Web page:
The history of the attempt to link Lough Erne to Shannon was troubled. Attempts were made to link the major waterways in the 18th century. In 1838 the Commissioners for Public Works commenced work on the Ulster Canal to provide a link to Lough Neagh.
Work on the Ballinamore and Ballyconnell Canal commenced in 1846, financed by the office of public works. The canal was opened in 1858. Management was to be by a group of navigation trustees and drainage trustees. The canal was a commercial failure.
The Cavan & Leitrim Railway line was constructed in this area in 1887 and they were sufficiently confident that the canal would not be used that low bridges were constructed over the canal. The canal fell into disrepair in the early part of the 20th century. It lay moribund until the 1960s when moves were made to restore it for pleasure boating.
In the late 1980s, the reopening of canal was adopted as a flagship cross-border project. The powers of the original trustees, which had passed to the local authorities were transferred to the OPW.
Works were undertaken between November 1990 and May 1994, creating a new navigation along the line of the original waterway, which had never been properly completed.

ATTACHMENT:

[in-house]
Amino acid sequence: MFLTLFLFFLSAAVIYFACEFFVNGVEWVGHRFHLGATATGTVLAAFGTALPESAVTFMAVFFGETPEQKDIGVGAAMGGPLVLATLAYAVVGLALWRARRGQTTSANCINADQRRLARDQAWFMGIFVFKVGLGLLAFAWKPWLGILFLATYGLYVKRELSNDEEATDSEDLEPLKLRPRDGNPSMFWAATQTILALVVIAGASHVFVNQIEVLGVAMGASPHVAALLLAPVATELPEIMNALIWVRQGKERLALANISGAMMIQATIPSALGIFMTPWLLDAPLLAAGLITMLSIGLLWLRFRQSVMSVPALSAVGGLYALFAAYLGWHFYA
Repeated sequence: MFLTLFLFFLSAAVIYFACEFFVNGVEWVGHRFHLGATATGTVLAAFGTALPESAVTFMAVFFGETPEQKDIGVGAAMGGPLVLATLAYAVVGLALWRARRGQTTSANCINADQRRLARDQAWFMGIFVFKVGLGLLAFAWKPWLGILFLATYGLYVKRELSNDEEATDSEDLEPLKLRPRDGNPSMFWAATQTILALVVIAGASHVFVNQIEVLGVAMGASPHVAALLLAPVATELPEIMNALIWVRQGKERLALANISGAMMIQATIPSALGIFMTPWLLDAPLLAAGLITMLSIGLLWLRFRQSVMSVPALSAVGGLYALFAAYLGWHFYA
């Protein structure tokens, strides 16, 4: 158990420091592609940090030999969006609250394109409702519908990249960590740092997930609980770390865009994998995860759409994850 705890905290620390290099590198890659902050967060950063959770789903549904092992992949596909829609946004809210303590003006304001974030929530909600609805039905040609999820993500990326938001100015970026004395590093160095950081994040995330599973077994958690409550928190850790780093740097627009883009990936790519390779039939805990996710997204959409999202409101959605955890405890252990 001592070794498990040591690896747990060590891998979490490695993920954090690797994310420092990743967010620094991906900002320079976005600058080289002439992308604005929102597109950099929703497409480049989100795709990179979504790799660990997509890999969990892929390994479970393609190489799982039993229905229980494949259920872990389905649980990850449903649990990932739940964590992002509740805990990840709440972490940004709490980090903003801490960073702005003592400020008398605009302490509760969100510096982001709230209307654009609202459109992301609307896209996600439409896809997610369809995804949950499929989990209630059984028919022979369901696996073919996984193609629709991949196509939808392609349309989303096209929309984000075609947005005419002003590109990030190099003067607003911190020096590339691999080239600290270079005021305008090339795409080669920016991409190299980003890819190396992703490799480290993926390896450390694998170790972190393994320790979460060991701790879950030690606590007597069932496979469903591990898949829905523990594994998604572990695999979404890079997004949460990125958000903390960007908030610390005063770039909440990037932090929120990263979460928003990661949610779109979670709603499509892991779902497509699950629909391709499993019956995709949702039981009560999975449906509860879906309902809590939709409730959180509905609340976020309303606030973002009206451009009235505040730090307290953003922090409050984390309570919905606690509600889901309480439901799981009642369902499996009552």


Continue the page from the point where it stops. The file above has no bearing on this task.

The Shannon-Erne Waterway links the River Shannon to the River Erne, over 63 kilometres. It was officially reopened in 1994.
Shannon Navigation Act
The Shannon Navigation Act 1990 provided for making a better provision for Shannon Navigation including the transfer of the Ballinamore and Ballyconnell Navigation to the OPW and rovides for its restoration and maintenance.
The Commissioners were given extensive powers generally in relation to Shannon Navigation. The Shannon Navigation legislation stretched back to 1839 Act. The Commissioners’ powers were extended in relation to drawing water, dredging, deepening, repairing navigations in channel, removing obstructions, constructing harbours quays, navigation aids etc., prohibiting the construction of bridges, ways et cetera., acquiring land.
- The Commissioners were given enhanced power to make bye-laws for the care, conservation, management, control and maintenance of the use of the Shannon Navigation. This included regulations of the conditions under which boats might be used in a navigation channel,
- powers to close them to navigation permanently or temporarily of any part of the channel, alteration of water levels,
- regulation of bathing in the navigation channel,
- prohibiting building of bridges,
- prohibiting use save under license of such parts of the Shannon Navigation as might be considered necessary or expedient,
- regulation of fishing in the navigation channel,
- prevention of damage to Shannon Navigation,
- removal from or prohibition of obstructions or anything which might be a danger to life, health, navigation, fish stocks.
- Provision for payment of tolls, fees and charges.
The maritime safety functions under the Maritime Safety Act apply to the Shannon.
The Shannon Navigation bye-laws provide for construction standards of vessels, lifesaving equipment, anchors, moors, reversing at-board engine, fire extinguisher.
The Shannon Navigation bye-laws provide for
- requirement of registration of vessels,
- liability of master for contravention of bye-laws,